Formally recognized as the Master in Engineering with Financial Concentration in the School of Operations Research and Information Engineering, Cornell MFE is a career-oriented and application-focused degree that takes you beyond textbook quantitative finance. With its flexible curriculum that encourages the study of data science, optimization, analytics, and computing, in addition to a broad range of courses in finance, the program has a rich history of providing the relevant and practical coursework in line with the demands of the financial industry.
With Cornell MFE, your career is guaranteed to begin in the classroom (APPLY HERE).
Cornell MFE consists of (3) semesters (Fall-Spring-Fall) and allows for a summer internship after the first year. All students begin their studies on our scenic Ithaca campus, and they will complete their studies at Cornell Financial Engineering Manhattan in the heart of New York City.
For the price of one program, students have a diversity of settings to experience the full of range of Cornell University.
Structured to offer a flexible curriculum, Cornell MFE allows students to focus on a career track of their choice. Some of the most popular career tracks include:
- Quantitative Portfolio Management
- Financial Data Science/Fintech
- Financial Risk Management
To complete the ORIE Core Requirements, students must take a certain minimum number of credit hours from three modeling and data science modules (see chart above). While the selection of qualifying courses in each module is broad, each course is strategically hand-picked across various departments to offer students the knowledge most sought after in the field of quantitative finance. In addition, students must take certain credit-hours from the Financial Applications module for completion of the financial engineering concentration (MFE). Financial Applications Module includes courses from the Johnson Graduate School of Management and Cornell Financial Engineering Manhattan (CFEM).
CFEM, established in 2007 as a satellite New York City campus for Cornell MFEs, serves to connect our students with alumni and other practitioners working in the field of quantitative finance.
Most of the CFEM coursework is taught by practitioners. Our practitioner lecturers work in the same field as the courses they teach. CFEM courses change year to year in response to the fast-paced needs of the financial industry. For specific qualifying courses, please see the ORIE MEng Handbook (pages 6-7 for ORIE Core and pages 11-12 for Financial Applications).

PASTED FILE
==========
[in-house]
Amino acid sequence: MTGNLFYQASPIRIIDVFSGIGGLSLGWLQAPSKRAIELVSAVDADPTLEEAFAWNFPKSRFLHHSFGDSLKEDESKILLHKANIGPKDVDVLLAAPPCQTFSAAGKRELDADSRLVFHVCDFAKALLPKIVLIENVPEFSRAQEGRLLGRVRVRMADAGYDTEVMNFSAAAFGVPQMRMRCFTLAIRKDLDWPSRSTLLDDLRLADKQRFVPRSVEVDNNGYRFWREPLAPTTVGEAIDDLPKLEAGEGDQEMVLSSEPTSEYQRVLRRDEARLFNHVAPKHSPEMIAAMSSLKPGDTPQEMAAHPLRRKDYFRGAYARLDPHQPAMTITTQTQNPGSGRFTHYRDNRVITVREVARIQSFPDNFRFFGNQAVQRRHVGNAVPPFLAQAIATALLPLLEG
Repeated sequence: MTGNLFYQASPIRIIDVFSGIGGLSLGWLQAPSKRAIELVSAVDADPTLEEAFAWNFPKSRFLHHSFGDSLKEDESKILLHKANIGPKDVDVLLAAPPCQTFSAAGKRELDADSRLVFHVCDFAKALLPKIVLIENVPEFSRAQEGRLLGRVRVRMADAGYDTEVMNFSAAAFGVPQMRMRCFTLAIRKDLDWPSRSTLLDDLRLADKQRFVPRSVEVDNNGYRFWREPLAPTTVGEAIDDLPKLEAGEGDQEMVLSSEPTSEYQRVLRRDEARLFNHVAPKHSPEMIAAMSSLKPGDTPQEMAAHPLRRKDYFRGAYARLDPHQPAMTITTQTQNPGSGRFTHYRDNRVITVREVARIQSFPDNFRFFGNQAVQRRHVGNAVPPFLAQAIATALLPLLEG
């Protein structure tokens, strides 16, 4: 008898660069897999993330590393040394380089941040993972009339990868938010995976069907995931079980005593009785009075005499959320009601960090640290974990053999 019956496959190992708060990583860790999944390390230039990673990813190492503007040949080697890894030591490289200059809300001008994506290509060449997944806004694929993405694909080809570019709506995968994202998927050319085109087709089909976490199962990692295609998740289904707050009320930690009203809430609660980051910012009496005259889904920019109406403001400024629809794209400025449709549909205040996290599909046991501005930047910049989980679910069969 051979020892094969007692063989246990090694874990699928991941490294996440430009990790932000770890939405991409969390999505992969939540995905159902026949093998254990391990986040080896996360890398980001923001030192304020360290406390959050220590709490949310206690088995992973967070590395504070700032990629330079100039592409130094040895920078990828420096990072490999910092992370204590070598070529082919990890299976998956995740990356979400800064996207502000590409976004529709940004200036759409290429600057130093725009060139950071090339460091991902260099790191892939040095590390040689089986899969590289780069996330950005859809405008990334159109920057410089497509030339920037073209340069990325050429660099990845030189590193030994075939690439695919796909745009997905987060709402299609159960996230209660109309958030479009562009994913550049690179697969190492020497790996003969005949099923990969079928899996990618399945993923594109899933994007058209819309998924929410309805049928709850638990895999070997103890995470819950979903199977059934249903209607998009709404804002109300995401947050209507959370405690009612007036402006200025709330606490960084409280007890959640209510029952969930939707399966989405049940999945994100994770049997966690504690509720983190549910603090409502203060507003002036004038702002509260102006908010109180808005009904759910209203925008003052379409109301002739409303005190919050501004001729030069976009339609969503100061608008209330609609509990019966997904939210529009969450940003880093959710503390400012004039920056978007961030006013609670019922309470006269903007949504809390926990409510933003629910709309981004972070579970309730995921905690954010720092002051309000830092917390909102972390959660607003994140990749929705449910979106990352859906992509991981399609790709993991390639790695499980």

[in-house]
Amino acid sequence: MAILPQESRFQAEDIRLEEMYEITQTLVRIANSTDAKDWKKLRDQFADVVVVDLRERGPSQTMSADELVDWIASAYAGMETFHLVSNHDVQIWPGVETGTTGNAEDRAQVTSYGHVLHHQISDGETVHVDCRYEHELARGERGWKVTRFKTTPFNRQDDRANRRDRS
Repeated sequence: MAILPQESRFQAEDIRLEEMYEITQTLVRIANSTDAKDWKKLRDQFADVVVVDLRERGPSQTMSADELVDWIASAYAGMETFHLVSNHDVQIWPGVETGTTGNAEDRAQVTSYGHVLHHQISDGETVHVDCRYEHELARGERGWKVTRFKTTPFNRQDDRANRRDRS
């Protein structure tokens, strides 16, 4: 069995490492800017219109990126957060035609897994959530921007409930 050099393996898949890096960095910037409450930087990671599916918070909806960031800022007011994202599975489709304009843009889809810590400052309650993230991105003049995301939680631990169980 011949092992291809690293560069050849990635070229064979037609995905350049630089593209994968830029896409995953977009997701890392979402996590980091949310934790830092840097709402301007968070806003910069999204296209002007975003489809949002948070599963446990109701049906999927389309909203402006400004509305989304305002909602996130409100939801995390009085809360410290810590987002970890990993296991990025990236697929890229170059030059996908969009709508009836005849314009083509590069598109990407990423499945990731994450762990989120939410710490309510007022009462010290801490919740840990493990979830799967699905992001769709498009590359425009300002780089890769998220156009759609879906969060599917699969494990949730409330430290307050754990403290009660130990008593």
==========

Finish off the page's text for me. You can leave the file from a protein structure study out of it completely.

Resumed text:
The Financial Data Science Certificate (FDSC) is integrated in the curriculum and is designed specifically for students who are interested in deepening their knowledge of machine learning and data science applications. FDSC coursework equips students with the knowledge that brings immediate value to an organization. Upon completion, students will have solid backgrounds in each of the following:
Theory: Understand the value-added and potential uses of data science in finance
Data: Collect/scrape data and create data environment
Application: Apply algorithms and extract insight
Practical Experience in the Classroom
An important component of our students’ education is a project course that all Cornell MFEs take while at CFEM. Working in teams, all Financial Engineering students complete a semester-long project in which they tackle real-world problems alongside financial industry sponsors. Each year, we offer approximately (10) projects to ensure small teams and a broad selection of topics. The CFEM faculty makes every effort to ensure that the annual project slate encompasses a wide range of financial markets, including high-frequency trading, fixed income and equity derivatives, fintech and large data applications, risk management, asset management, and allocation.
Sample Project Titles from Previous Years:
- "Strategies in Oil Options"
- "The Application of Data Science in Prospect Acquisition Modeling"
- "Modeling Corporate Bond and MBS Credit Risk Premiums in a Multifactor Framework"
- "Single and Multi-Asset Market Making"
- "The Impact of Option Market Maker’s Activity on Stock Prices"
- "Financial Text Mining in Chinese"
- "Relative Value Trading: Capture Volatility"